5. Cognitive Dysfunction Syndrome

Cognitive Dysfunction Syndrome, also known as CDS, sometimes affects older cats. It is similar to Alzheimer's disease in humans and involves the gradual deterioration of cognitive abilities that are often noticed as behavioral changes. Signs of CDS in cats can include:

  • Disorientation: Affected cats may seem confused or lost, even in familiar environments. They might have difficulty finding their litter box or food dish, or get stuck in corners.
  • Changes in interactions: Cats with CDS may not have as much as interest in people or other pets as they once did, and they can become unusually aggressive.
  • Sleep disturbances: You may notice changes in their sleep-wake cycles, often sleeping more in the daytime and becoming restless or agitated at night.
  • House soiling: Cats with CDS may not recall where the litterbox is or even that they're supposed to use it, resulting in accidents around the house.
  • Changes in activity levels: Your cat may not exercise as much and display increased aimless wandering or repetitive behaviors, such as staring at walls.

6. Feline Hyperesthesia Syndrome

Feline hyperesthesia syndrome, also known as rolling skin disease, is a neurological condition that affects cats. Cats with this condition could have sudden, exaggerated reactions to being touched. You may also notice:

  • Excessive grooming leading to hair loss
  • Unprovoked aggressive behavior
  • Dilated pupils
  • Skin rippling on the back

Cats with feline hyperesthesia syndrome often hallucinate. You may notice them chasing invisible prey or staring at the wall. Episodes can last seconds to minutes and often end as abruptly as they started.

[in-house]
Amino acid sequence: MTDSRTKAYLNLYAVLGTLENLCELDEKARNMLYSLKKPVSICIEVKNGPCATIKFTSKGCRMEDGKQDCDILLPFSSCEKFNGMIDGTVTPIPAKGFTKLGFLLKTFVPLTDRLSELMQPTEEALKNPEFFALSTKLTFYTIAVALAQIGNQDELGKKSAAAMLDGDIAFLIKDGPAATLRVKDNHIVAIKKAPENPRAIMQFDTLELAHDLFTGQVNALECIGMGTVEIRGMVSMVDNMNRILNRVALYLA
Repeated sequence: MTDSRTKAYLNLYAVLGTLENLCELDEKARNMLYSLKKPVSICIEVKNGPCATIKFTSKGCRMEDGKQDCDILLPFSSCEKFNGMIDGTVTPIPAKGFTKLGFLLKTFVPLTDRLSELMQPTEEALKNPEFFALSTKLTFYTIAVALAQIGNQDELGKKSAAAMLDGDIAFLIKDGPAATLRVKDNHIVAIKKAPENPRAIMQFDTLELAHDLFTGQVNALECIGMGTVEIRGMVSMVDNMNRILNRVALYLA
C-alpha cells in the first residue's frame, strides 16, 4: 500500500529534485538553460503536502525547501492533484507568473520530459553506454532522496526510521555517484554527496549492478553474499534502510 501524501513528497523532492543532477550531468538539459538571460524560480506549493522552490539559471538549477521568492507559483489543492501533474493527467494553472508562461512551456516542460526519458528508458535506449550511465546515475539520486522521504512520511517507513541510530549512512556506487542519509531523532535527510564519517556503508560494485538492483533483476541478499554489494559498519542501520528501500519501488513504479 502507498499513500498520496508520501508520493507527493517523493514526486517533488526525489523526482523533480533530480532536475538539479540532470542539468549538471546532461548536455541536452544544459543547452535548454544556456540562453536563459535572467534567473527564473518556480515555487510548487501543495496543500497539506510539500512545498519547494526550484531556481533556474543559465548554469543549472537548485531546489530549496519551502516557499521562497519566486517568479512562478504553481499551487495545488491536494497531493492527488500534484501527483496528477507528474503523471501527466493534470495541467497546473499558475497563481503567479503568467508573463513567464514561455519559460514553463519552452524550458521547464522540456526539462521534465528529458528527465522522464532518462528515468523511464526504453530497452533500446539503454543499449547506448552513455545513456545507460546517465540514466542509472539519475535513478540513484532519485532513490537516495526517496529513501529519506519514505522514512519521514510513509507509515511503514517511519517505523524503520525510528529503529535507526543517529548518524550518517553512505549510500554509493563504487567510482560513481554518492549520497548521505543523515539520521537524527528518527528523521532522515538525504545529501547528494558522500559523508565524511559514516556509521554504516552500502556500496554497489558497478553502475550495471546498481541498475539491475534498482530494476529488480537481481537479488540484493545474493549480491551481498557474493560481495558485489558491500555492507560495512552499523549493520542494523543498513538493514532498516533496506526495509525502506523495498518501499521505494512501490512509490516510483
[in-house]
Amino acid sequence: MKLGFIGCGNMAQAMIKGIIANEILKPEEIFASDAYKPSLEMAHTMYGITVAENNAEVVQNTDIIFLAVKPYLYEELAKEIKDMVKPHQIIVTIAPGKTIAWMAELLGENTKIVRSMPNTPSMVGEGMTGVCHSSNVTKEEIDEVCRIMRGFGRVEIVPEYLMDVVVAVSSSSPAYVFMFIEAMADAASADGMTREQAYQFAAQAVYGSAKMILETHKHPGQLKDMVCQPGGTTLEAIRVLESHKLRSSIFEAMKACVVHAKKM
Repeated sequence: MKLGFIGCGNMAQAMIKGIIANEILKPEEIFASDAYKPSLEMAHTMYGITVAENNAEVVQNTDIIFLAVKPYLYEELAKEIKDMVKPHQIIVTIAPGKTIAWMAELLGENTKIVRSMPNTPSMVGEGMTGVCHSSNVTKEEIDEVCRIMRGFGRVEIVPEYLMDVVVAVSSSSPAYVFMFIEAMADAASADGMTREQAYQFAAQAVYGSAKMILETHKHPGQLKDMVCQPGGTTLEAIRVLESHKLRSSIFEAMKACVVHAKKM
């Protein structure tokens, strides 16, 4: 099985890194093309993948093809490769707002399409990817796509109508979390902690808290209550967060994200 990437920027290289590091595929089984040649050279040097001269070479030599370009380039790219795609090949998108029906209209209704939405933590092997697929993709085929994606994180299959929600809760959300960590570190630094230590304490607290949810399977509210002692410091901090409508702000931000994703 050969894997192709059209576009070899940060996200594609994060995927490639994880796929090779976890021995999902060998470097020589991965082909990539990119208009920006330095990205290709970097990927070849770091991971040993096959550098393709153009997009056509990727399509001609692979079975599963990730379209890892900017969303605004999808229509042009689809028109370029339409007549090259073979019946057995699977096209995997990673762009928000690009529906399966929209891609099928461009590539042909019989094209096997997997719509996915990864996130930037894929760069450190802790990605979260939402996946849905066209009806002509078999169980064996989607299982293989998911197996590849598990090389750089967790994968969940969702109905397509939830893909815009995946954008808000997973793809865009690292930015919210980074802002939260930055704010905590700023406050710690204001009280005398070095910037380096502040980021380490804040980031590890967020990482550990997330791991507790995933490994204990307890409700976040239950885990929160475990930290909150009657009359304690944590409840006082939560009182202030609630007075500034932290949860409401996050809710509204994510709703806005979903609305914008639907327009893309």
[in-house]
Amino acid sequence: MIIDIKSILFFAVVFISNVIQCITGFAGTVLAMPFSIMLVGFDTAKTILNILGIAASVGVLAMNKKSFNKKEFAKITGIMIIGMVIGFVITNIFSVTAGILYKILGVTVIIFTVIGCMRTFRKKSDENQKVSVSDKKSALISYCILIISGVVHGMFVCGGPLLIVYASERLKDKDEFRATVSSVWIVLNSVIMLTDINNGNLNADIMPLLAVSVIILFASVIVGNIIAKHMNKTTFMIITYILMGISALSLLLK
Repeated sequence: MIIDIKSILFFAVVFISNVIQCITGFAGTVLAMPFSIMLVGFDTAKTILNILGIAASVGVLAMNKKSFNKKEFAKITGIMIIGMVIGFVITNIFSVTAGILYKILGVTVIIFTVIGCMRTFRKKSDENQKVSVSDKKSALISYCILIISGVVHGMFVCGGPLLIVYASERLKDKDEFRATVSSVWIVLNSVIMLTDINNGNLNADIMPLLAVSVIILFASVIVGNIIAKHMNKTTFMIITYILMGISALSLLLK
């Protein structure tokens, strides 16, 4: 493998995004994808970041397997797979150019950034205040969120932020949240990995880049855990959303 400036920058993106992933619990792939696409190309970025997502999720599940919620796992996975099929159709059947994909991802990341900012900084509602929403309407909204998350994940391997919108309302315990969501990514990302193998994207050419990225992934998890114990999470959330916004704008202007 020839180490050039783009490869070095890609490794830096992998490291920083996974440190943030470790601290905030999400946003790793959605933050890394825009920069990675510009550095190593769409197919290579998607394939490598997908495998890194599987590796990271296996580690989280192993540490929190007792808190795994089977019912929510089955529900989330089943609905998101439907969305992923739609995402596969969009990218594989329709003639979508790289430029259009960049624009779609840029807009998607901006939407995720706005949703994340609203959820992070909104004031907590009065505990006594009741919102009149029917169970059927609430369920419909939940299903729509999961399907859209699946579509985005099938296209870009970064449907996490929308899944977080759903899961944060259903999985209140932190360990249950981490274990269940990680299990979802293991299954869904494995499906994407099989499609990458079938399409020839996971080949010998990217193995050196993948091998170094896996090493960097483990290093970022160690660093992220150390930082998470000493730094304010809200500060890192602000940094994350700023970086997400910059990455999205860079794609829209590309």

The exact cause of feline hyperesthesia syndrome is idiopathic, which means it's unknown. Treatment often involves managing the individual cat's symptoms and may include medications, behavioral therapy, and maintaining a calm, stress-free environment for the cat.

Need to Know

Feline hyperesthesia syndrome may be linked to seizure disorders. In two cases involving cats diagnosed with FHS, symptoms were significantly reduced with anticonvulsant therapy.

Head Pressing in Cats

If your cat is pressing their head against the wall, they could have a neurological condition. It won't look like they're affectionately rubbing against the wall, but rather pressing their head hard against the wall or on other objects. Conditions that might lead to head pressing include:

  • Brain tumors
  • Head trauma
  • Encephalitis
  • Metabolic disorders
  • Conditions leading to high blood pressure

If you notice your cat pressing their head like this, it's crucial to consult with a veterinarian immediately. Your vet will run diagnostic tests to find out the underlying cause and suggest appropriate treatment options to manage the condition.

Don't Worry, But Keep Watch

Observing your cat's behavior can be as mystifying as it is endearing. While a cat staring at the wall is usually harmless and part of their puzzling charm, it's important to stay aware of any changes in their usual behavior patterns. When in doubt, always consult with a professional to ensure the wellbeing of your furry feline. After all, even though they might seem like independent creatures, our cats rely on us for their health and happiness.

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6 Reasons Why Your Cat Stares at the Wall (& Why It's Normal)